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It’s time to end the climate change debate – The San Diego Union-Tribune

Summer is a season of rituals: walks on the beach, picnics in the park, camping under the stars. My summer ritual is a family pilgrimage to the beautiful Minnesota Northwoods.

I treasure the time away, which follows my busiest time of year at the National Conflict Resolution Center.

But this year — in response to the inevitable “how was the weather” question — I found myself grousing a bit. You see, it was too chilly in northern Minnesota to wear shorts.

My daughter, who lives in Walla Walla, Wash., couldn’t relate. In fact, she was flatly annoyed with me. The day we spoke, the temperature in Walla Walla was 106 degrees. It’s a place where the average summer temperature is typically 25 degrees cooler. Air conditioning is uncommon.

But when it comes to climate, our notions of normal have been upended. Just as the Pacific Northwest has experienced record heat, so has much of the rest of the country — and much of the planet, really. Europe, Africa and Asia have broken temperature barriers that once seemed unimaginable. The heat and lack of rain have left a trail of wildfires.

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Las Vegas, N.M., has only a two-month supply of water, due to contamination caused by thousands of tons of wildfire ash and debris. Flames in the area gave way to floods, causing burnt soil to encroach the Gallinas River watershed.

And recent flooding in eastern Kentucky has claimed 37 lives, a toll that is expected to rise. Hundreds of people are missing in areas left isolated by impassable roads and washed-out bridges. Rain continues to fall.

But really, there is nothing new about the extreme weather phenomenon or its cause: a warming planet. According to history.com, global temperatures increased sharply in the early 1980s. By 1988, scientists were sounding an alarm — and both the media and public began to pay closer attention. That summer was the hottest on record (although many since then have been hotter), with widespread drought and wildfires.

Since then, the issue of global warming has been a political hot potato. In 1997, President Bill Clinton signed the Kyoto Protocol, which introduced targets for reducing the emission of six greenhouse gases. In 2001, President George W. Bush halted implementation, declaring that the protocol was “fatally flawed.”

Similarly, President Barack Obama in 2015 signed onto the Paris Climate Agreement, which allowed participating countries to set their own emission reduction goals. President Donald Trump reversed course two years later, saying that the accord would cripple growth and intrude on American sovereignty.

Along the way, we’ve given the global warming phenomenon a new name — climate change — because extreme weather isn’t always hot. Last year, southeast Texas endured a week of snow, sleet and freezing temperatures. The power grid failed.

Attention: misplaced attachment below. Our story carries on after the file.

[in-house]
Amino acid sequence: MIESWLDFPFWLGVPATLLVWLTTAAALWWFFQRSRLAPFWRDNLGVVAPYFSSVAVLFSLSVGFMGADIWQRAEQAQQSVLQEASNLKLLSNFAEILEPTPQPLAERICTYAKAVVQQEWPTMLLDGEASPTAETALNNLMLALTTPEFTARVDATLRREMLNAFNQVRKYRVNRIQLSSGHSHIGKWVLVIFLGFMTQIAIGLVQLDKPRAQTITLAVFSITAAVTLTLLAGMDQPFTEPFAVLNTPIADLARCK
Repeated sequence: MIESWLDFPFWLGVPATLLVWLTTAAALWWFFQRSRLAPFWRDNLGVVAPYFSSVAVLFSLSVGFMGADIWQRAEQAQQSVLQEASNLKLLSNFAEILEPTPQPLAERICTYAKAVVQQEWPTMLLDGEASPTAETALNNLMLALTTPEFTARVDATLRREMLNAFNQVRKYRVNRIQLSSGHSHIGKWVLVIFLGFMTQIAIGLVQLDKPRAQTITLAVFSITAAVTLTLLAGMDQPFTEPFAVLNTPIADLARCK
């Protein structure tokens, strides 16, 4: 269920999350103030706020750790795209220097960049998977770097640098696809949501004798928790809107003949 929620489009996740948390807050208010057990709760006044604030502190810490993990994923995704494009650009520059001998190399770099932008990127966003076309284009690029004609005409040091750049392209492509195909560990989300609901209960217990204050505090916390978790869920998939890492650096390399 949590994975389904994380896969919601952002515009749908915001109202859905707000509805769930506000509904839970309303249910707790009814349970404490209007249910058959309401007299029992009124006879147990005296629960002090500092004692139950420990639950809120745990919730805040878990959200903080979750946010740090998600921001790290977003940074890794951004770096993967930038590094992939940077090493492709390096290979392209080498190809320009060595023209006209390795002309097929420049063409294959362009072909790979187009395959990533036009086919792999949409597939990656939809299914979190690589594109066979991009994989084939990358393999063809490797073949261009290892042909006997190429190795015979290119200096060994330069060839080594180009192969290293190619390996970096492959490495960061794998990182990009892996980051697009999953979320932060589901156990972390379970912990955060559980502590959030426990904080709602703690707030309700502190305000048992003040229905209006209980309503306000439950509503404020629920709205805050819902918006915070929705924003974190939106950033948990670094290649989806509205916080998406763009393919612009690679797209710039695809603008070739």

But we’ve otherwise squandered decades of time because of our inability to separate a very real issue — with life-altering consequences — from the debate around it.

Like every contentious topic, we can only move the climate agenda forward by finding common ground. That starts with depoliticizing climate change and talking differently about it: less about the impacts on polar bears (a global worry) and more about the impacts on our everyday lives. For Californians, that’s wildfires and water shortages — real concerns for all of us.

That relatability is key: While surveys show that most people in the U.S. believe climate change is real, they don’t think it will harm them personally.

Katherine Hayhoe is an atmospheric scientist and professor at Texas Tech University, where she is director of the Climate Science Center. Hayhoe is also chief scientist at the Nature Conservancy. She says the best way to address the climate crisis is for each of us to talk about why it matters with people we know.

But, Hayhoe adds, we can’t convey a feeling of hopelessness. Instead, we should talk about the small, but meaningful steps (like reducing food waste) that each of us can take. When people feel empowered, they will push for more change. Individual conversations will lead to community-level action — and in turn, drive the systemic changes necessary to mitigate the potential damage we are facing.

Just maybe the message is getting through. Sen. Joe Manchin, D-W.Va., said recently that he will support the Inflation Reduction Act, which earmarks $369 billion to confront the climate crisis over the next 10 years. Sen. Kyrsten Sinema, D-Ariz., has signaled her approval, too. If passed, it would be the largest such investment in our country’s history.

Our action (or inaction) will determine the type of planet my daughter and future generations will inherit.

I’m not willing to sit back and see what happens. And I pledge to never again grouse about the Minnesota summertime chill.

Dinkin is president of the National Conflict Resolution Center, a San Diego-based group working to create solutions to challenging issues, including intolerance and incivility. To learn about NCRC’s programming, visit ncrconline.com

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